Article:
Arthur Gregg “A.G.” Sulzberger, the new publisher of the New York Times, addressed a statement to Times readers on January 1 after assuming the helm of the American political establishment’s so-called “newspaper of record.”
Sulzberger, 37, is taking over the position from his father, Arthur Sulzberger Jr., who in turn inherited the position from his own father in 1992. The post had previously been occupied by A.G. Sulzberger’s great-grandfather and great-great-grandfather.
A Sulzberger has been publisher of the New York Times since 1935. Over the course of more than eight decades, the newspaper has developed an ever closer integration into the US capitalist state apparatus, even as the quality of its journalism has steadily declined.
This latest transition had an air of haste about it. It was just in October 2016 that A.G. Sulzberger was tapped as deputy publisher. At the time, a spokesperson for the newspaper said that Arthur Sulzberger Jr., then 65, had not announced any plan to retire, and that there would be “a significant period of transition” before the father passed on his job to his son. There was no explanation as to why that “significant period” was reduced to a bare 14 months.
There was also little public fanfare over the change at the top of the most prominent US newspaper. What articles did appear consisted largely of sycophantic puff pieces praising the new Sulzberger, who now has the power to make or break journalistic careers.
One of the few critical articles appeared on The Intercept website, which noted that in his apprenticeship as a Times reporter, the young Sulzberger had written an article that was embraced by the right-wing Republican governor of Wisconsin, Scott Walker, during his suppression of the mass protest movement against his austerity measures and attacks on the state’s public sector workers in 2011. Walker urged his political allies to distribute the piece, which sought out workers to denounce public employees for failing to “share in the sacrifice” imposed by corporate layoffs and wage-cutting in the private sector.
A.G.’s father, Arthur Sulzberger Jr., presided over some of the most shameful episodes in the history of the Times. His tenure coincided with the quarter-century of uninterrupted US imperialist wars, from the Balkans to Iraq, Libya, Syria and beyond, all of which the newspaper justified and supported.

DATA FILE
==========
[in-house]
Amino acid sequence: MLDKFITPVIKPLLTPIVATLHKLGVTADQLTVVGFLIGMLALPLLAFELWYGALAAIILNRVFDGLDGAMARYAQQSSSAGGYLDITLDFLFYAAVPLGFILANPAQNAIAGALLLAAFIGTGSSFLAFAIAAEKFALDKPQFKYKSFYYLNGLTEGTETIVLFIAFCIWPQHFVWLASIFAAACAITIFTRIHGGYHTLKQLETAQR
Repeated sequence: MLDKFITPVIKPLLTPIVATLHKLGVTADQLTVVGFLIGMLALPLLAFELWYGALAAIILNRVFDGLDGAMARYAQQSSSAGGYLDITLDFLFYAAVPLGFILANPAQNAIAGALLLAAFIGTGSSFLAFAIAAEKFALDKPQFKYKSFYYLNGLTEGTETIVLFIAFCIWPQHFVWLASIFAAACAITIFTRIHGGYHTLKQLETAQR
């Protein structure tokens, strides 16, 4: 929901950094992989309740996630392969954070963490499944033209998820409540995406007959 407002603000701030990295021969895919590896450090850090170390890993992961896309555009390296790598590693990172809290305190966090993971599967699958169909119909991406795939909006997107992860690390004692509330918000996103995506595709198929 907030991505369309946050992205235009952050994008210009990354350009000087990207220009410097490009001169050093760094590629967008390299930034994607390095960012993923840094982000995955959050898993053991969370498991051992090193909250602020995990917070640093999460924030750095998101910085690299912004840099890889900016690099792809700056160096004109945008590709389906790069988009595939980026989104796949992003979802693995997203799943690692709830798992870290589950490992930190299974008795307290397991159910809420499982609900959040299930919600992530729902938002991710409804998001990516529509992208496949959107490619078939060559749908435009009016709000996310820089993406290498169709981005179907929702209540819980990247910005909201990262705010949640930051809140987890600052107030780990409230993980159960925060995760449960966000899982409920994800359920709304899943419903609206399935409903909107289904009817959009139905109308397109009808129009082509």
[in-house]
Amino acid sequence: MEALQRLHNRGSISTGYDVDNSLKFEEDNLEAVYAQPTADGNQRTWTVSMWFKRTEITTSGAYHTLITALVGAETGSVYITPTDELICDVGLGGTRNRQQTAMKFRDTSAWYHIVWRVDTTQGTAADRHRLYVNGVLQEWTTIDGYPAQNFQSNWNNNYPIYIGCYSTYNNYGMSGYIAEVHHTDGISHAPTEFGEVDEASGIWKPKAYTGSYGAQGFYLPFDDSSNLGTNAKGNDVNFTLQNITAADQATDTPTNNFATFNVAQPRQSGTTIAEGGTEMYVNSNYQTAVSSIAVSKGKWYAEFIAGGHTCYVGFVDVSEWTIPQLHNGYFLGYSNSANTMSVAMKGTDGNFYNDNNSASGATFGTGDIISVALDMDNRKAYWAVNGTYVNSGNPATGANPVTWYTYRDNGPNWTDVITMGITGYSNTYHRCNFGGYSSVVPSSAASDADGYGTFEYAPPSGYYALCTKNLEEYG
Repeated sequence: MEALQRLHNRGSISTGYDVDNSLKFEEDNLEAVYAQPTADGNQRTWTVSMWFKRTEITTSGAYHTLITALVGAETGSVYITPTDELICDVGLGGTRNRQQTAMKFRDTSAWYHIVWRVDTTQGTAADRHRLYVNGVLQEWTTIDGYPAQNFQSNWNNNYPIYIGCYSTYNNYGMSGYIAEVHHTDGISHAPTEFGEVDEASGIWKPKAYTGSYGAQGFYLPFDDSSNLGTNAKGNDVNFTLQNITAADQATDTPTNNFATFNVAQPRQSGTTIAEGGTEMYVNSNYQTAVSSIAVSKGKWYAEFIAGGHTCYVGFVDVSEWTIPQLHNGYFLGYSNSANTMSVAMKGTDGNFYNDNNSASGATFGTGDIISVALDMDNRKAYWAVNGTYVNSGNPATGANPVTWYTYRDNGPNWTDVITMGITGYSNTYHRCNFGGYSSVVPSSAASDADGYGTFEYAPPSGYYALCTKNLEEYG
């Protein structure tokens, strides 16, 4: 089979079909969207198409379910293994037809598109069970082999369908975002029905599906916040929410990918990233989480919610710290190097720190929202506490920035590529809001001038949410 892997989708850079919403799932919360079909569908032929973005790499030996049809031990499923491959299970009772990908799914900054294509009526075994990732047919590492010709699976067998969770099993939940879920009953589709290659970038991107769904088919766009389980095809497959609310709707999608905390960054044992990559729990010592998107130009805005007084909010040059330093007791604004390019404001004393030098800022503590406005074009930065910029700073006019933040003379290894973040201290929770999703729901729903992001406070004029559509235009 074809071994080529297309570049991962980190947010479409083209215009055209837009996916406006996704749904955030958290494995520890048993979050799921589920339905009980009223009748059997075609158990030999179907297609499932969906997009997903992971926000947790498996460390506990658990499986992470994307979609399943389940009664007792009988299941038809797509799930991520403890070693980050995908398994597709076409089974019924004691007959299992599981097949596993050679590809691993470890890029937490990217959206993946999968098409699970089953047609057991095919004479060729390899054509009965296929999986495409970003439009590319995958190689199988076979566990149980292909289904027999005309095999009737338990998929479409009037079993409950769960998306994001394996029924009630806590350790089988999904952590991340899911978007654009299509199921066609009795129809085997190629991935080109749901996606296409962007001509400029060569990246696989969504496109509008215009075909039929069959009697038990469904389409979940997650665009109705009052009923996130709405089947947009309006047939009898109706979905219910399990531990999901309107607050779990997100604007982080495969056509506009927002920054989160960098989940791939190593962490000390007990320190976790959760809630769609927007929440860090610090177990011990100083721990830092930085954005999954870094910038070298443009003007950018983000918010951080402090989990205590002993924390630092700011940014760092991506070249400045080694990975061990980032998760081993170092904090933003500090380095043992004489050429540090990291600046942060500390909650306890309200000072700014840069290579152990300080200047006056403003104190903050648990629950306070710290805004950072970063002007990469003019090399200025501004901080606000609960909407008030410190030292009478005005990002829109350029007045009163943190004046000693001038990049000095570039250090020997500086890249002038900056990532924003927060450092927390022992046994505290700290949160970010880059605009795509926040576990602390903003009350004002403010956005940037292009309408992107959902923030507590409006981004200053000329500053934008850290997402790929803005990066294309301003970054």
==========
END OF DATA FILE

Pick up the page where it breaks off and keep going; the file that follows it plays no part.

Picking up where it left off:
He was publisher when Times senior reporter Judith Miller propagandized the lies about “weapons of mass destruction” and fabricated ties between Baghdad and Al Qaeda that were used to foist the 2003 war against Iraq onto the American people. Under his stewardship, a stable of editorial commentators, among them the ineffable Thomas Friedman, were employed to cloak every US war of aggression under the false mantles of “human rights,” “democracy” and the “war on terror.”
The cost of these wars is numbered in the millions of dead and wounded, the tens of millions turned into homeless refugees and entire regions of the globe reduced to chaos and destruction. The Times, in its role as the leading purveyor of war propaganda and the trendsetter for the national media, and Sulzberger personally as its publisher, have blood on their hands.
Former Times reporter James Risen has provided a fresh exposure of the newspaper’s role in an article titled “The Biggest Secret: My Life as a New York Times Reporter in the Shadow of the War on Terror,” which documents the collaboration of the Times' publisher and editors with the US government in suppressing articles exposing the false intelligence used to justify the Iraq war and the massive domestic spying conducted by the National Security Agency.